In the episode “Intervention” (S5 ep.18), when going on a spiritual quest about her nature as a slayer, Buffy is told, by the guide under the form of the first Slayer, that ‘Death is her Gift’. Buffy, a 20th century young woman is confused by the declaration, as are the viewers unless they have read the Silmarilliion, in which the Elves refer to human mortality as the Gift of Illuvatar, a gift they greatly envy.

Writing decades apart, Tolkien and Whedon may not have the same use of the word “gift” as their background and inspirations are quite different (though some of their vision of death and after-death have the same sources or at least some common forms).

Does the cohabitation of mortal humans with immortal beings shed the same light on the concept of Death as a gift in the novel and in the TV show?

In Buffy as in Middle-earth, mortals and immortals have to share the same world, and their mingling through romance, feud or hardship is the root of reflections on love, aging, decaying and loss; not only characters have to deal with their own mortality, they also witness the passing of others, sometimes by their own hands.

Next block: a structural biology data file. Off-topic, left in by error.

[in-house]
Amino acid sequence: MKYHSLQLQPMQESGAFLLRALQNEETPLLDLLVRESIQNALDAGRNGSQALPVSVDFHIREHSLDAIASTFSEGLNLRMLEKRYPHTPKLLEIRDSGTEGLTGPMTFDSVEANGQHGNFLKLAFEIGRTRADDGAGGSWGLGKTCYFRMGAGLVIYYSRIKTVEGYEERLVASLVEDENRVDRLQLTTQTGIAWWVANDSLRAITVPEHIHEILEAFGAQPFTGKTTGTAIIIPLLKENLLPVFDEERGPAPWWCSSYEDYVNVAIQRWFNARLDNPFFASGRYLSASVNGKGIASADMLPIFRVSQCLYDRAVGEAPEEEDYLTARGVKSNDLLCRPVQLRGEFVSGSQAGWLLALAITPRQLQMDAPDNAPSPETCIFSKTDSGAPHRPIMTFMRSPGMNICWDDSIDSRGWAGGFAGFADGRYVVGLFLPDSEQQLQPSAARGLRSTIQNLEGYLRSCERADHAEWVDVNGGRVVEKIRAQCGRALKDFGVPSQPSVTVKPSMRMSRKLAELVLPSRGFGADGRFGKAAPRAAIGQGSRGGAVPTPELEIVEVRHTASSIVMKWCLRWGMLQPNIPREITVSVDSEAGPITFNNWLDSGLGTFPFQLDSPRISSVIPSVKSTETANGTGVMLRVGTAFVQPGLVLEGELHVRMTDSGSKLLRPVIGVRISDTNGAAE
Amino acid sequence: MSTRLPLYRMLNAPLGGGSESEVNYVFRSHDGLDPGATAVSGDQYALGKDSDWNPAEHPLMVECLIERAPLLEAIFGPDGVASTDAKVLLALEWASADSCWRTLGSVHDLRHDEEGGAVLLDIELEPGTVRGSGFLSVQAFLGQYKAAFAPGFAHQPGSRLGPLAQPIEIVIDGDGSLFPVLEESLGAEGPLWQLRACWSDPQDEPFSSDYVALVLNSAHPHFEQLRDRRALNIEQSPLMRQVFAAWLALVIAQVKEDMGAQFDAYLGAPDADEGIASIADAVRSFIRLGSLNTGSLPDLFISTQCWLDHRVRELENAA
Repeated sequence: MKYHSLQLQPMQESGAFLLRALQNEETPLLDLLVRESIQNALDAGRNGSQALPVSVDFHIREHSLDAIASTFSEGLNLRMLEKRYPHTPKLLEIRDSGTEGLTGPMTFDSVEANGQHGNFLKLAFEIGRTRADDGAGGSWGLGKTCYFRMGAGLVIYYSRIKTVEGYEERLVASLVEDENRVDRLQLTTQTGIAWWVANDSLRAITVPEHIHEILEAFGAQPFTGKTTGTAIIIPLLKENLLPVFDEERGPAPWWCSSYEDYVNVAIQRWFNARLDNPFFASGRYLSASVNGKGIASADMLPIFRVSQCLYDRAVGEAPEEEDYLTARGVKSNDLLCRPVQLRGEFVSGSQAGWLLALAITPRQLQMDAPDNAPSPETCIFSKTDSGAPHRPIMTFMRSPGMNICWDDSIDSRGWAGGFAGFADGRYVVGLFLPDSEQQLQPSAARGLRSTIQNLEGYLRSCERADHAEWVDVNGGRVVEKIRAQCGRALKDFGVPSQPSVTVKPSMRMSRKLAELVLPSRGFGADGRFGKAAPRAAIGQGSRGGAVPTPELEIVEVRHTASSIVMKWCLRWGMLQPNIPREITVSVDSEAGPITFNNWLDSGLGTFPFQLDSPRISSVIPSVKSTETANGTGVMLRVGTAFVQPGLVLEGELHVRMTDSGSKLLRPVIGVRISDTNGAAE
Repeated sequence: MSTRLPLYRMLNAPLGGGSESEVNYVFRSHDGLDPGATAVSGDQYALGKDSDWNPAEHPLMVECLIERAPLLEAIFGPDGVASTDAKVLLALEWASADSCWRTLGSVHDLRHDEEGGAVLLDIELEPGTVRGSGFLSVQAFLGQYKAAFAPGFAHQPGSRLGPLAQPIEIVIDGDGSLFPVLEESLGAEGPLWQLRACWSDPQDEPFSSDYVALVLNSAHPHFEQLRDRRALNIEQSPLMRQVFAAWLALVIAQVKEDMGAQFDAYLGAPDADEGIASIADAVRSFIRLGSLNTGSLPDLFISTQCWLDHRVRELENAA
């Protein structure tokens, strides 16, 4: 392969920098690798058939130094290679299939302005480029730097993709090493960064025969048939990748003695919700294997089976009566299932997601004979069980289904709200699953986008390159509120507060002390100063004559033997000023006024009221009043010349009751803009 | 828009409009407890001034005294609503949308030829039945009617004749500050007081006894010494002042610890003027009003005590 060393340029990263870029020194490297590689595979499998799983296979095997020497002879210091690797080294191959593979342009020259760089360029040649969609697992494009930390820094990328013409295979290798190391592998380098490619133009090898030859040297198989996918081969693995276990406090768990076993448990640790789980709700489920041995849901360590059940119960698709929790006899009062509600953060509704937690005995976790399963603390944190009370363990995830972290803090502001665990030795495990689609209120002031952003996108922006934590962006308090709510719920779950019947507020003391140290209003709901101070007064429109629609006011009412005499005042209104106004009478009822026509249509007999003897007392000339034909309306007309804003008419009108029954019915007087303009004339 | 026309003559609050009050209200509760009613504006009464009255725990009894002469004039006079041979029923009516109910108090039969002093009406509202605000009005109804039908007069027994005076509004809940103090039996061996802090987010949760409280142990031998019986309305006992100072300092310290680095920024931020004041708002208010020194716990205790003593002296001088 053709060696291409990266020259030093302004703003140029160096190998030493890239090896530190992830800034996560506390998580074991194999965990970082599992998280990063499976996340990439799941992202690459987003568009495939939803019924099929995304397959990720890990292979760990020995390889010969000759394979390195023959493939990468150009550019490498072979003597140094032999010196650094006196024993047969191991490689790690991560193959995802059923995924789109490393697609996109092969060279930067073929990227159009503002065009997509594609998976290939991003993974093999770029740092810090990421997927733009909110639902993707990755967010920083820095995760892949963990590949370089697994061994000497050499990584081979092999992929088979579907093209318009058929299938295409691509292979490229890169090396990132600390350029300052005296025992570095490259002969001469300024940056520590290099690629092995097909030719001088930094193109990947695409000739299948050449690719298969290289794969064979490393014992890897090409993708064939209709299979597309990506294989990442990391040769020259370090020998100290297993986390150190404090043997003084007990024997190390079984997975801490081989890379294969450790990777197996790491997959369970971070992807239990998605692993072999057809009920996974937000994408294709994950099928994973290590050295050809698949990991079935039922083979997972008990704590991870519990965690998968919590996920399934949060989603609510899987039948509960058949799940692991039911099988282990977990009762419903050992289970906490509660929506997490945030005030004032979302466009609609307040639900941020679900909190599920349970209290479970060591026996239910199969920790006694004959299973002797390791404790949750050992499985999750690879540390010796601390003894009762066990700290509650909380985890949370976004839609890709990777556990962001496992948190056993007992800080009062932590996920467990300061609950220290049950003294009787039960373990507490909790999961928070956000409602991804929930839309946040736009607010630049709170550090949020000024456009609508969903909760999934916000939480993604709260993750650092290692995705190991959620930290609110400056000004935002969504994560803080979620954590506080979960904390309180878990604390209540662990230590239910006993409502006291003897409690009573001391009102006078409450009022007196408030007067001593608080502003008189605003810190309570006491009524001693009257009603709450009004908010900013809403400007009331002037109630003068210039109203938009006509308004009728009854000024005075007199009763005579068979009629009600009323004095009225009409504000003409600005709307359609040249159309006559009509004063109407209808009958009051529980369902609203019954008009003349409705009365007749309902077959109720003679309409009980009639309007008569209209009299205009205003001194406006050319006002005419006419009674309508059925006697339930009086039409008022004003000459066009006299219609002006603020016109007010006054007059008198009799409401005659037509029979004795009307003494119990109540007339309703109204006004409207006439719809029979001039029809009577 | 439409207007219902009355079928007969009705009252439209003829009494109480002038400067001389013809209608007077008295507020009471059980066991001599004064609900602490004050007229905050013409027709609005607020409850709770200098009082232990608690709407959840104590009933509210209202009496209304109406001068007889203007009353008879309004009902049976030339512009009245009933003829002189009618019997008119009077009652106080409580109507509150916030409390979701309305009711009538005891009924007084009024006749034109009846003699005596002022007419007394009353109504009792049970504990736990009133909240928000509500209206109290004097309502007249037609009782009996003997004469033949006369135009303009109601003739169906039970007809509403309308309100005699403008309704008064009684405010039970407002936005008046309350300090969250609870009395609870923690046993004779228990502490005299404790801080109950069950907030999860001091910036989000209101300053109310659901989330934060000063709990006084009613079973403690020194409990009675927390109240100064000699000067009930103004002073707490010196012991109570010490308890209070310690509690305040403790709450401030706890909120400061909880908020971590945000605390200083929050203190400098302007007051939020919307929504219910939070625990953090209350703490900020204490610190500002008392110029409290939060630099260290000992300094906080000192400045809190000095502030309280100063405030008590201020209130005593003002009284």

However, if Buffy’s job is to kill the immortal and murderous vampires, Men in Middle-earth have a completely different relation to the Elves.

Death being such a vast subject, it would be interesting to compare how the two creators have used their art as a source of spiritual and religious reflection about the meaning of mortality and the constant desire to escape death.



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